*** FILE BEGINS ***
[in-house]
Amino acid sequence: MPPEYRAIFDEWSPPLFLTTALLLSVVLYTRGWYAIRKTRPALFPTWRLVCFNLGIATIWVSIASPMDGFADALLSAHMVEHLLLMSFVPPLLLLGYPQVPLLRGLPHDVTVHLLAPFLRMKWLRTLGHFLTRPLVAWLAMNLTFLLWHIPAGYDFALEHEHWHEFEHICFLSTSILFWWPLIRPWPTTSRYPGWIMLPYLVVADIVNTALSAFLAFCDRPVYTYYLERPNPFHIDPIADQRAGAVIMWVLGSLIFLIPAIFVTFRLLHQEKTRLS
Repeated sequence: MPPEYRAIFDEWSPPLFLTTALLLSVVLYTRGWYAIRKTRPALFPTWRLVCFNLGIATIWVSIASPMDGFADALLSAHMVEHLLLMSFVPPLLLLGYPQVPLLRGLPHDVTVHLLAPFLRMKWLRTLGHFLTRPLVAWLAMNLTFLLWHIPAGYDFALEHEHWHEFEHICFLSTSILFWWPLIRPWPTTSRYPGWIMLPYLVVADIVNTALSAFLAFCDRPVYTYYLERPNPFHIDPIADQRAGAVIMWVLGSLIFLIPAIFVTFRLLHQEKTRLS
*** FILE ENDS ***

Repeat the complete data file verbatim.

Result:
[in-house]
Amino acid sequence: MPPEYRAIFDEWSPPLFLTTALLLSVVLYTRGWYAIRKTRPALFPTWRLVCFNLGIATIWVSIASPMDGFADALLSAHMVEHLLLMSFVPPLLLLGYPQVPLLRGLPHDVTVHLLAPFLRMKWLRTLGHFLTRPLVAWLAMNLTFLLWHIPAGYDFALEHEHWHEFEHICFLSTSILFWWPLIRPWPTTSRYPGWIMLPYLVVADIVNTALSAFLAFCDRPVYTYYLERPNPFHIDPIADQRAGAVIMWVLGSLIFLIPAIFVTFRLLHQEKTRLS
Repeated sequence: MPPEYRAIFDEWSPPLFLTTALLLSVVLYTRGWYAIRKTRPALFPTWRLVCFNLGIATIWVSIASPMDGFADALLSAHMVEHLLLMSFVPPLLLLGYPQVPLLRGLPHDVTVHLLAPFLRMKWLRTLGHFLTRPLVAWLAMNLTFLLWHIPAGYDFALEHEHWHEFEHICFLSTSILFWWPLIRPWPTTSRYPGWIMLPYLVVADIVNTALSAFLAFCDRPVYTYYLERPNPFHIDPIADQRAGAVIMWVLGSLIFLIPAIFVTFRLLHQEKTRLS